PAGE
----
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It is a relatively shared issue/opinion that berries are too strong. They are one of the easiest to obtain and lowest-maintenance food sources in-game, and are very easy to collect in mass quantities until the player effectively needs no other food sources outside of winter (given you're not surviving in extreme climates). Though, there are a matter of "false" solutions to the problem: - Nerfing saturation threatens more problems than it solves. Berries are already one of the lowest time:saturation ratio growables, and lowering them further would make them tedious to eat and require more berry gathering (which is tedious on its own) for the same satiety. - Increasing natural bush rarity, making bushes harder to translocate, decreasing berry harvest size, or increasing length between harvests doesn't solve the issue, it just increases the labor it takes players to reach the aforementioned tipping point where they need no other foods. Players can still collect berries in mass to reach this status, and the problem persists--you just have to eat more of them for the same satiety, which adds tedium. Both of these changes add tedium to the berry-usage process (and makes them generally less useful), which can threaten the abandonment of berry usage as a whole. Though, making all of these changes but in small amounts may avoid more glaring consequences while still maintaining a nerf to overall usefulness, but it is a patch over the wound at most--not a full fix. The problem lies with how berries are obtained and cultivated--they are far too easy to collect and plant in obscene quantities. The solution relies on changing how berry planting functions with minor tweaks elsewhere to complement such changes, but nothing severe enough to discourage berry use altogether. A few example solutions: - Berry bushes must be planted in tilled soil like crops, and consume nutrients. A rather unelegant solution, this poses problems: they may have to be removed to regenerate soil nutrients, they don't naturally grow/function like soil crops (no growth stages, seeds, etc.), they'd now need water for the soil, etc. On the other hand, berries would now be limited (like other crops) by soil quality and quantity, access to water, nutrient regeneration/crop-cycling, etc. which begins to solve the prolific-propagation problem. - Give berries alternative, useful uses. Encouraging players to use berries for uses other than eating will simply reduce the amount of berries used for satiation. Things like brewing alcohol (which can be drunk or traded for non-satiety benefits) or baiting wild animals (have them eat stray berries on the ground) provide alternative use that creates more content or solves other existing problems, respectively. One could also make berries significantly more useful for generating rot/compost than other options (which helps solve the problem that compost takes so much rot it is not worth actively pursuing... it takes 1 stack of rot for 1 compost and 8 stacks of rot for one high-fertility soil block). The main issue with this is that it is a pseudo-solution: players do not have to actually pursue/utilize these alternative uses. The reason I mention "minor tweaks elsewhere to complement such changes" is that, with proper tweaking, one can create the most solutions while preventing the most problems. I personally think that a combination of a slight all-around nerf to raw berries as food plus enough alternative uses would slightly discourage their usefulness (and commensurately use) as food while greatly encouraging using berries for other purposes. This would not only create more content and depth to berries in the process (a positive change), it would largely avoid the negative repercussions that may come with major numbers nerfs. There are definitely more potential solutions I have not thought of, but I think it is safe to say that berries need some form of tweaking in order to balance them.
Had a thought for how to transplant and grow mushrooms while keeping the realistic theme of vintage story. We simply craft a mycelium block. Take a base material of strewn hay, compost, or cobb, and combine it with 5 or so mushrooms of the same type. This makes a mycelium block. Then you plant said block in a shaded/ dark spot to start growing.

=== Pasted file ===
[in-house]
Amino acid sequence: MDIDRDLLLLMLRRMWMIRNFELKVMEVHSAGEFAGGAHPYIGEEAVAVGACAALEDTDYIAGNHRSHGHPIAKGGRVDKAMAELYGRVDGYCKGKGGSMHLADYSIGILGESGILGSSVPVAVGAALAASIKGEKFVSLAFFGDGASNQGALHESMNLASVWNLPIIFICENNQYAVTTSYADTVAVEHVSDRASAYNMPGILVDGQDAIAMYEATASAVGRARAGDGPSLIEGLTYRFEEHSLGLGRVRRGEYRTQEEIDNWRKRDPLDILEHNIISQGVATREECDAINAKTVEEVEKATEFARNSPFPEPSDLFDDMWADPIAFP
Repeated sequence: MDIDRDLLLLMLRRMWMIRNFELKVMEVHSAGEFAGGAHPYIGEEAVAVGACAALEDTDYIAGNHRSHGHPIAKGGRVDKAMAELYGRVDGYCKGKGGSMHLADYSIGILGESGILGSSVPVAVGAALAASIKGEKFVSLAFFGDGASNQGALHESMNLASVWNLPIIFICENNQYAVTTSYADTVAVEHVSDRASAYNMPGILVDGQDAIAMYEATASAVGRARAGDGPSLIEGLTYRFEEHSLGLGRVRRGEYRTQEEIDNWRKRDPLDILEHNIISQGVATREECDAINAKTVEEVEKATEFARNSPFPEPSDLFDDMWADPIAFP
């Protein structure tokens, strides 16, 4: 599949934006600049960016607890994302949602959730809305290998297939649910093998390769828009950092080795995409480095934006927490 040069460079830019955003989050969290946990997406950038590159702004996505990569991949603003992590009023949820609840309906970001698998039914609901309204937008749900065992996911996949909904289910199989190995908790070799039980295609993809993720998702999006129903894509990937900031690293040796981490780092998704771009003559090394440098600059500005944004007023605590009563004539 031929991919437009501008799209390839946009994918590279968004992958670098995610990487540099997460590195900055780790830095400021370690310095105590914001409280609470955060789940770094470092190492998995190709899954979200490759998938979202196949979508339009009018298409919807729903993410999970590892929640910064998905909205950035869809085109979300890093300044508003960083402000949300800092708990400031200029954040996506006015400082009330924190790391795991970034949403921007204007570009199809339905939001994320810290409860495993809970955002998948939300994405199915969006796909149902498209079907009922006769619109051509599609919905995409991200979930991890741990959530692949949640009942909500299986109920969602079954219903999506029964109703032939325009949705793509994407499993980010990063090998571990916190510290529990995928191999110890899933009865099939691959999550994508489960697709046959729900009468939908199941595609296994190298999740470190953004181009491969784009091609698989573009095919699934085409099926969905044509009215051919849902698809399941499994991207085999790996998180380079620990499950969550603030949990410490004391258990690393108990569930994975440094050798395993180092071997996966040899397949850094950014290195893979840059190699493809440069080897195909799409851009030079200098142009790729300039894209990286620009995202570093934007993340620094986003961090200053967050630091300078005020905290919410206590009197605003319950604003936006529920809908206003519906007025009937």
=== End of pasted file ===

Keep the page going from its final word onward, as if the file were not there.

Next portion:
I saw a couple of posts touching at it, but nothing more general than flowers die back, so here's a more general one. I want. To suffer. ... apparently. Skip to the bottom for a bullet list of "Liked" and "Want" My spouse and I were discussing our surprise at the way a harsh winter turned out. I can understand if it makes it too difficult to play for the standard setting (don't want to scare off new users) but I'd like to have winter be even more punishing without switching over to the seriously-don't-die mode, because that's more about unlucky reincarnation and scary monsters than dealing with a Napoleonic winter. A sort of "do your ancestors proud" setting that really kicks you when you're down if you weren't fully prepared. I enjoy the standard difficulty settings, but I struggled to settle in for a devastating cold season that was only mildly inconvenient. I'm glad to see fewer animals, and they have less meat or fat, sometimes none at all, but the plants were unexpected - once fall came, I had hurriedly stocked up on horsetail and reeds (I intended to explore caves and needed poultices handy) and gathered a couple stacks of hay bales so I could breed animals all winter and/or keep them fat enough to be tasty. But the grass grew back, the horsetail stood out like a red flag, and perhaps the most convenient but not immersive, any and all wild crops were fluorescent green against a snowy backdrop. I could climb a mountain and pick out every tasty or seed-bearing target within my very long line of sight. Berries falling off in the snow was a nice touch (I've definitely found mid-winter or last-year berries on bushes and eaten them IRL, but it's super rare), but I wanted more than that. Here's some of what we considered, liked, and wanted. I understand that animal husbandry has a lot on the menu already, so I'm not touching that at all in here. I look forward to others' suggestions! As an aside, the first time I started shivering, I thought it was an earthquake XD Classic human-imposter mistake. Glad no one was around to see my telltale blunder. Liked: *Trees didn't regrow, just got ready. *Snowed-on bushes lost berries (I did find a single bush under a pine tree that had fresh fruit) *Devastating cold (I look forward to clothing crafting lol) *Animals became more scarce and leaner *Snow piling up meant animals (or drifters) could jump fences *If I forgot to light a fire, I froze my butt off while sleeping *Oil lamps appear to keep snow a little bit at bay Wanted: *If skeps are either unprotected or without a full store of honey, bees die (I brought one in side just in case) *Immature wild crops die, or die back to their smallest form to start again next spring *Flowers die/hide *Any short grass the gets snowed on gets buried/destroyed, no grass grows. *Tilled, uncovered ground becomes untilled. Perhaps you could put hay bales across the dirt to protect it/crops? *Snow packing/building. Maybe right click with a shovel to compress or toss more onto your in-progress block? *Dirt gets hard - the top two or three layers of dirt should take double or triple time (and durability?) to dig up once it's below freezing. *I may have just not noticed if snow wets you, but once there's access to clothing, non-oiled clothes should slowly get damp and then soaking in snow. *Food preservation dramatically increased near the cold/snow *Using a saw, collect ice to pile up for later in the year, re: previous food preservation. Underground, in a cave, under a linen tarp all work. Packed snow and piled ice can last until August. *Hot potatoes: heat up a brick (not too much) in a fire and carry it with you. In your pocket, very slight warmth, in your active or off hand grants much more heat at the cost of a free hand. *Naked trees - leaves disappear, branchy leaves replaced by plain branches, trees drop seedlings much less often in winter and spring, much more often in summer and fall. *Hot food, like fresh or reheated on a fire, should boost and/or maintain your body temp. *High activity, like running, chopping wood, shoveling snow or dirt, should keep you warm in most conditions, but at a significant cost to your satiation. A couple parting thoughts - these things will mostly make the game harder (hot potatoes and food preservation notwithstanding) but there will also be other benefits to some of that. Were all the vegetation to die back, sure it'd be rough on me, but if I had food and firewood stocked (I did, in this first case) then I'd spend the winter planning, preparing, and prospecting. Caves and ruins would become more hazardous, but also easier to find, either for a risky expedition or to revisit in the warmer months if you can find them again. It would be easier to find surface deposits after vegetaion but before snow, or in a lull. Finding an animal, or a mature plant you had missed, would be immensely more rewarding. Warming by the fire on a long winter trek is good, but eating some toasty wolf steak will stick with you longer. The lessons learned the first time around, about leaving food for your bees or collecting ample firewood, would significantly reshape your second-winter preparations, and I think would further endear anyone who managed to stick it out Hit me with your ideas.